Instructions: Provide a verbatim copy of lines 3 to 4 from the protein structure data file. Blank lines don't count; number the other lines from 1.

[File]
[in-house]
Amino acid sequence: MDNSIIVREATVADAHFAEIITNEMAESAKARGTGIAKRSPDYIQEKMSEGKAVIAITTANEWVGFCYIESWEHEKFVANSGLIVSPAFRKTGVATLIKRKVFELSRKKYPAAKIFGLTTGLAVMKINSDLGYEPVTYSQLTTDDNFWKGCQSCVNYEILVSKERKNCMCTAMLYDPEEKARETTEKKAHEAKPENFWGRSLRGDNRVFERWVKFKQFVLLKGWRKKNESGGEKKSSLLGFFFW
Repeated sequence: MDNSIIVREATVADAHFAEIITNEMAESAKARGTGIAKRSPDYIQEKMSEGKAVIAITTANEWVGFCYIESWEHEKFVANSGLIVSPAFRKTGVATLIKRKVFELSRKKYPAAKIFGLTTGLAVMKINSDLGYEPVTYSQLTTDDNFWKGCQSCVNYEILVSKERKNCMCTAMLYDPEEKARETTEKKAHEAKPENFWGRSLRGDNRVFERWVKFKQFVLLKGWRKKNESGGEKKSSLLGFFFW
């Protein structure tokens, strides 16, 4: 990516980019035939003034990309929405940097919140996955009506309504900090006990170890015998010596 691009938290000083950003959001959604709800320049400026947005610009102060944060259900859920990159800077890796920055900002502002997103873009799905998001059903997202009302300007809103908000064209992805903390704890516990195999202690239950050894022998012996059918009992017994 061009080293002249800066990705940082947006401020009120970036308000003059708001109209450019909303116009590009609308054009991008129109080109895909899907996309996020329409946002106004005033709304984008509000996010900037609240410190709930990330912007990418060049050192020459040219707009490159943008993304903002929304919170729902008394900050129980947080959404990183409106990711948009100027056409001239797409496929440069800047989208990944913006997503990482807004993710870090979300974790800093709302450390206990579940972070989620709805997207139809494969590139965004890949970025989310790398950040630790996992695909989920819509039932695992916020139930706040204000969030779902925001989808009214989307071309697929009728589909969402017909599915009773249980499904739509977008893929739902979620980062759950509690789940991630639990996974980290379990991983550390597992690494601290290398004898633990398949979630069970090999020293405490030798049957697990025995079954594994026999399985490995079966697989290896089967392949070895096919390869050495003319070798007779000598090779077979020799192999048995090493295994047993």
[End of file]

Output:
Repeated sequence: MDNSIIVREATVADAHFAEIITNEMAESAKARGTGIAKRSPDYIQEKMSEGKAVIAITTANEWVGFCYIESWEHEKFVANSGLIVSPAFRKTGVATLIKRKVFELSRKKYPAAKIFGLTTGLAVMKINSDLGYEPVTYSQLTTDDNFWKGCQSCVNYEILVSKERKNCMCTAMLYDPEEKARETTEKKAHEAKPENFWGRSLRGDNRVFERWVKFKQFVLLKGWRKKNESGGEKKSSLLGFFFW
């Protein structure tokens, strides 16, 4: 990516980019035939003034990309929405940097919140996955009506309504900090006990170890015998010596 691009938290000083950003959001959604709800320049400026947005610009102060944060259900859920990159800077890796920055900002502002997103873009799905998001059903997202009302300007809103908000064209992805903390704890516990195999202690239950050894022998012996059918009992017994 061009080293002249800066990705940082947006401020009120970036308000003059708001109209450019909303116009590009609308054009991008129109080109895909899907996309996020329409946002106004005033709304984008509000996010900037609240410190709930990330912007990418060049050192020459040219707009490159943008993304903002929304919170729902008394900050129980947080959404990183409106990711948009100027056409001239797409496929440069800047989208990944913006997503990482807004993710870090979300974790800093709302450390206990579940972070989620709805997207139809494969590139965004890949970025989310790398950040630790996992695909989920819509039932695992916020139930706040204000969030779902925001989808009214989307071309697929009728589909969402017909599915009773249980499904739509977008893929739902979620980062759950509690789940991630639990996974980290379990991983550390597992690494601290290398004898633990398949979630069970090999020293405490030798049957697990025995079954594994026999399985490995079966697989290896089967392949070895096919390869050495003319070798007779000598090779077979020799192999048995090493295994047993």